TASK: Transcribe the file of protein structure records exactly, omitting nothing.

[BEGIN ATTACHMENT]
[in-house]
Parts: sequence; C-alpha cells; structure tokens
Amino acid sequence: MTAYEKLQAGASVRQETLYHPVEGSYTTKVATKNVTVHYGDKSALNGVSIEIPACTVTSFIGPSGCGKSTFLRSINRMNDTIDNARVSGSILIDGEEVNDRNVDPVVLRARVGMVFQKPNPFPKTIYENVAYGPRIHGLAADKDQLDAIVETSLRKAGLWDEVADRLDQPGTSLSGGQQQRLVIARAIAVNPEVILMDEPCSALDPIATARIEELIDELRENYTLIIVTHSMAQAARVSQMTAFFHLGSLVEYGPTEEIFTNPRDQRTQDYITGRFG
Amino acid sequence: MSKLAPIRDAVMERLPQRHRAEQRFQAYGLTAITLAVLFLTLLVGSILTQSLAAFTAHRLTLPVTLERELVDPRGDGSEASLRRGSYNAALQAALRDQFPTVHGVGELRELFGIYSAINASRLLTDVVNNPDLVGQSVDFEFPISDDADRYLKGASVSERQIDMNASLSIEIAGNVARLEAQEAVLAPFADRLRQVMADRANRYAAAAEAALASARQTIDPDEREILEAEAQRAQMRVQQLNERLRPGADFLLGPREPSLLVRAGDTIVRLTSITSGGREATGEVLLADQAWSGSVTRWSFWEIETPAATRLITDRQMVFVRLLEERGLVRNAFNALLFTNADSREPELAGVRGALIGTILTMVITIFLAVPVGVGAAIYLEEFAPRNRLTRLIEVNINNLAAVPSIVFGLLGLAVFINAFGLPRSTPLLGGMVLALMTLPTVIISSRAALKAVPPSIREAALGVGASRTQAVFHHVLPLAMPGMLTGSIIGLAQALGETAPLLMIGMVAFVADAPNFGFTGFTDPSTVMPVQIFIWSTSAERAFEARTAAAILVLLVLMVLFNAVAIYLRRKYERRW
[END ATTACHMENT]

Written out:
[in-house]
Parts: sequence; C-alpha cells; structure tokens
Amino acid sequence: MTAYEKLQAGASVRQETLYHPVEGSYTTKVATKNVTVHYGDKSALNGVSIEIPACTVTSFIGPSGCGKSTFLRSINRMNDTIDNARVSGSILIDGEEVNDRNVDPVVLRARVGMVFQKPNPFPKTIYENVAYGPRIHGLAADKDQLDAIVETSLRKAGLWDEVADRLDQPGTSLSGGQQQRLVIARAIAVNPEVILMDEPCSALDPIATARIEELIDELRENYTLIIVTHSMAQAARVSQMTAFFHLGSLVEYGPTEEIFTNPRDQRTQDYITGRFG
Amino acid sequence: MSKLAPIRDAVMERLPQRHRAEQRFQAYGLTAITLAVLFLTLLVGSILTQSLAAFTAHRLTLPVTLERELVDPRGDGSEASLRRGSYNAALQAALRDQFPTVHGVGELRELFGIYSAINASRLLTDVVNNPDLVGQSVDFEFPISDDADRYLKGASVSERQIDMNASLSIEIAGNVARLEAQEAVLAPFADRLRQVMADRANRYAAAAEAALASARQTIDPDEREILEAEAQRAQMRVQQLNERLRPGADFLLGPREPSLLVRAGDTIVRLTSITSGGREATGEVLLADQAWSGSVTRWSFWEIETPAATRLITDRQMVFVRLLEERGLVRNAFNALLFTNADSREPELAGVRGALIGTILTMVITIFLAVPVGVGAAIYLEEFAPRNRLTRLIEVNINNLAAVPSIVFGLLGLAVFINAFGLPRSTPLLGGMVLALMTLPTVIISSRAALKAVPPSIREAALGVGASRTQAVFHHVLPLAMPGMLTGSIIGLAQALGETAPLLMIGMVAFVADAPNFGFTGFTDPSTVMPVQIFIWSTSAERAFEARTAAAILVLLVLMVLFNAVAIYLRRKYERRW